I can imagine a world where religion was different. This could be a world of Dionysian orgies and sex as a sacred act, as some pagan faiths may have believed.

But even without that, I can imagine a world where sex wasn’t the chief preoccupation of religious moralizers. It would be a world where the churches never developed sex-negative, body-shaming attitudes, rigid ideas about gender, or relentless hate for LGBTQ people. These alternate religions could still recommend fidelity and honesty and treating your partners well, but otherwise they wouldn’t be overly concerned about what people do with their bodies.

So why do we live in our world and not that one? Is it just random chance, a stroke of bad luck? Or is there a reason why patriarchal, sex-negative, prohibitionist churches won out over free-love paganism?

If you were inclined to evolutionary psychology, you might argue that monogamy is natural for humanity, and religious rules just reflect this innate preference. However, this theory has a harder time explaining why so many religions have such a negative attitude, bordering on revulsion, toward the body – both our own and others’. Surely we didn’t evolve to feel disgust at our own bodies.

Conservative religions teach people to feel shame and guilt over natural bodily functions; they frown on sexual pleasure; they try to keep people ignorant of the basic mechanics of sex for as long as possible. None of those make sense if you assume that promoting monogamous childbearing is the true goal. Some religions, especially Roman Catholicism, go further by requiring celibacy for their priests and exalting virginity for women. That’s literally the most “unnatural” belief possible, from an evolutionary standpoint. This is a strong signal that these rules are cultural, not genetic.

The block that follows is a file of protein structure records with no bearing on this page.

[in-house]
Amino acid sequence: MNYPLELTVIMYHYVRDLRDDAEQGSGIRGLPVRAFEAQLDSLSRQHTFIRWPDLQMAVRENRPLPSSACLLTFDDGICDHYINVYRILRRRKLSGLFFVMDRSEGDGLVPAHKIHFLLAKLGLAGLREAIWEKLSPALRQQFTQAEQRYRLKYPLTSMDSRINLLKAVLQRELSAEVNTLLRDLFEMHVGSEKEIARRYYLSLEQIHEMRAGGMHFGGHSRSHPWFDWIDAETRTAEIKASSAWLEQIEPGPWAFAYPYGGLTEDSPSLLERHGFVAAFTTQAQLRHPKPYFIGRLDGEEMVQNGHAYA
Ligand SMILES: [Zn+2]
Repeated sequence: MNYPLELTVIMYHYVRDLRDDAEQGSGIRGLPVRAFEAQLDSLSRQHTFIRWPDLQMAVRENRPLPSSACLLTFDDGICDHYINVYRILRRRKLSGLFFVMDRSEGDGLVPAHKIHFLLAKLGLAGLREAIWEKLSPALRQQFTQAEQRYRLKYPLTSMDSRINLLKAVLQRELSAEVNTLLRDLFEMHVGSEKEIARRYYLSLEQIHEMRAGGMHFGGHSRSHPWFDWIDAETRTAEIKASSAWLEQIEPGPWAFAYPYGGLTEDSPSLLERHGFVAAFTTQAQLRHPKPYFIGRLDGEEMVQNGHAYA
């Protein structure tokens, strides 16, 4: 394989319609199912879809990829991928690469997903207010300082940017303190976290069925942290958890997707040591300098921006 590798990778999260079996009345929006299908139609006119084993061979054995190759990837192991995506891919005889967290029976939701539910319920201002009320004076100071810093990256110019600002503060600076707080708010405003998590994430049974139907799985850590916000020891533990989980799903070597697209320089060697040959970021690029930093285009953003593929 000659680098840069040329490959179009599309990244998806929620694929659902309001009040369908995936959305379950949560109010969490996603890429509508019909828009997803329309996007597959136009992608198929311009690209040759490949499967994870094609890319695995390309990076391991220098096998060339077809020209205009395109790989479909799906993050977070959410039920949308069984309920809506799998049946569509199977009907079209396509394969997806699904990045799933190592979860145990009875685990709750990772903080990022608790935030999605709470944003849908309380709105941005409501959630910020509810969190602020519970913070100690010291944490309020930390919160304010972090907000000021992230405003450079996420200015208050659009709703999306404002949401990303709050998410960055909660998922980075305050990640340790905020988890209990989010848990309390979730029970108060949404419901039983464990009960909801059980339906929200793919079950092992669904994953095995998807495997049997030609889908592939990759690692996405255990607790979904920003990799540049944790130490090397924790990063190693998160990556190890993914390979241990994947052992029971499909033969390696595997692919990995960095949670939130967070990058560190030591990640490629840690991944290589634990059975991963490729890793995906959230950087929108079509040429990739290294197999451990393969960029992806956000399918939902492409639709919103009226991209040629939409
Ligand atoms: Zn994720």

If we reject the null hypothesis that sex taboos arose because of chance, the best explanation I can come up with has to do with reinforcing hierarchy.

Most of the anti-sex religions are highly hierarchical, and that probably isn’t coincidence. Sex guilt is a useful tool for controlling worshippers. Teaching people to hate their bodies and feel shame for their natural impulses can become a focal point for rebellion, but for those who remain loyal, it ensures they’re always fighting against themselves.

It makes these religions feel more needed, in the sense that believers see life as a constant struggle against temptation. It means they can’t put confidence in their own judgment, but have to look to external authorities for validation and forgiveness. And it’s possible that, in war and conquest, hierarchical religions have an advantage. It’s easier for them to weld their followers together into an obedient army.